Photo / Jaws / Zanuck/Brown Company / Universal Pictures

This is also observed in contemporary popular culture. The 1975 blockbuster Jaws is often cited as the influential film that launched the modern thalassophobia movement. The mainstream media also influence the public's collective emotions. News of white sharks, electric eels, or other dangerous marine predators attacking people causes public fear and is thought to contribute to thalassophobia. Real cases of sinking of ships such as the Titanic, which received film adaptations, with a visual illustration of events, cause fear in the audience. People who are very afraid of violent death (including drowning) are also more likely to develop thalassophobia.

Photo / wtftime.ru

Such fear can also be associated with Cthulhu, a fictional space monster created by the American writer Howard Phillips Lovecraft, who first appears in the story "The Call of Cthulhu", published in the American magazine Weird Tales in 1928. In the works of Lovecraft and his followers, Cthulhu is the Great Old God among other Lovecraftian cosmic entities, the lord of the worlds, sleeping at the bottom of the Pacific Ocean. Cthulhu in different parts of the body is like an octopus, a dragon and a caricature of the human form, which is able to influence the human mind. Cthulhu is something completely unnatural for our world.

Photo / The Lord of the Rings / New Line Cinema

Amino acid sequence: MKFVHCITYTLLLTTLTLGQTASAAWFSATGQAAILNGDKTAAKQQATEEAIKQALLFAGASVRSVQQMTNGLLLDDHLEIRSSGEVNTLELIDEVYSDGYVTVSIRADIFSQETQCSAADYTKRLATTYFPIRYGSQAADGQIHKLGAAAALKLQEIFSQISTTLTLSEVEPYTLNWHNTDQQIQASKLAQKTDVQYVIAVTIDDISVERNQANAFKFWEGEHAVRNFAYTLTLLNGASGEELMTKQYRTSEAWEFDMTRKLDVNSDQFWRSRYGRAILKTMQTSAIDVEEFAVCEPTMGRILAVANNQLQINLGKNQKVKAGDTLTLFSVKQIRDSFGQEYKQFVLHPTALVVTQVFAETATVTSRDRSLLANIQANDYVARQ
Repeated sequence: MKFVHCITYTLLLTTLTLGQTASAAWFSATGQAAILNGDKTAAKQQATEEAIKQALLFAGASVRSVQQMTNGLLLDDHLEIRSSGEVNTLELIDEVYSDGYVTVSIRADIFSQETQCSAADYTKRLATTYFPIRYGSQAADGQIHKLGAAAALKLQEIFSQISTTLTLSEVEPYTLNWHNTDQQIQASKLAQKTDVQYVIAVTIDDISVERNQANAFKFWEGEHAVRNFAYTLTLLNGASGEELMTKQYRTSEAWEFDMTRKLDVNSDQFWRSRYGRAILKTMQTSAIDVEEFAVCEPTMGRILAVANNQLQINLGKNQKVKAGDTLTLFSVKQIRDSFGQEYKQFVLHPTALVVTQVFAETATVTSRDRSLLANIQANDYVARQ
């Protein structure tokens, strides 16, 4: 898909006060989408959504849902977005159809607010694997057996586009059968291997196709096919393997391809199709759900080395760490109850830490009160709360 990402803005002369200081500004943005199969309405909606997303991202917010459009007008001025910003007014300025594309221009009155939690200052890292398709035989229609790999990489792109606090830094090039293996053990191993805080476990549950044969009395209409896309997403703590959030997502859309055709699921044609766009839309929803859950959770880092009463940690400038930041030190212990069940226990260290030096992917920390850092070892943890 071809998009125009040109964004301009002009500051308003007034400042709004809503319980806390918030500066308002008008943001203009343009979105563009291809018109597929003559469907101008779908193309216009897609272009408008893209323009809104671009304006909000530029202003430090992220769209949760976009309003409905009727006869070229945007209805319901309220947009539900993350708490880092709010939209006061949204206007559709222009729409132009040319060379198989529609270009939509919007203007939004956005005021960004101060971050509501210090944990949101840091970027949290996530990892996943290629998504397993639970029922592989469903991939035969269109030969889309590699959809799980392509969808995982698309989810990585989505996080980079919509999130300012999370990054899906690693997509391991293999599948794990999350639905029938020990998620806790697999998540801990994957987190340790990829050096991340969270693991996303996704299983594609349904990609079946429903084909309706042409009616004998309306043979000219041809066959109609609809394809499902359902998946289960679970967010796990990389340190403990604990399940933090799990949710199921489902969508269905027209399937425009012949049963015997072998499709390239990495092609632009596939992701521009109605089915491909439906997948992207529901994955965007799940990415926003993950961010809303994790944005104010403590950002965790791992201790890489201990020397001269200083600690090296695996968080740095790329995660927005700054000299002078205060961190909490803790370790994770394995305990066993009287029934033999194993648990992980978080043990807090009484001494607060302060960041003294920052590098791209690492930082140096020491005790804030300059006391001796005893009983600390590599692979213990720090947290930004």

Fear of the unknown is also caused by the Water Guardian, a fictional creature from the legendarium of J. R. R. Tolkien; appears in the first book of The Lord of the Rings, lives in a lake under the western walls of Moria. The Guardian is a giant creature that resembles an octopus and a spider at the same time, with a huge mouth and sharp teeth.

Tsunamis can be another thing that feeds fear. For example, the attempts to conquer Japan by the Mongols, which took place twice, but both times the invasion failed due to natural phenomena. According to legend, the strongest typhoons that arose during the landing of the invaders on the Japanese islands and destroyed most of the ships were called "kamikaze" by Japanese historians.

Photo / Interstellar / Legendary Pictures / Syncopy

The ocean-covered planet Miller from Christopher Nolan's sci-fi film Interstellar can also serve as an echo of fears. A group of protagonists find a shipwreck on this planet, however, a giant tidal wave kills one of the crew members.

These cultural influences, both ancient and modern, are believed to have contributed to the fear of deep waters over the centuries.

Past traumatic experiences and genetic predisposition

Photo / Stormseeker / unsplash.com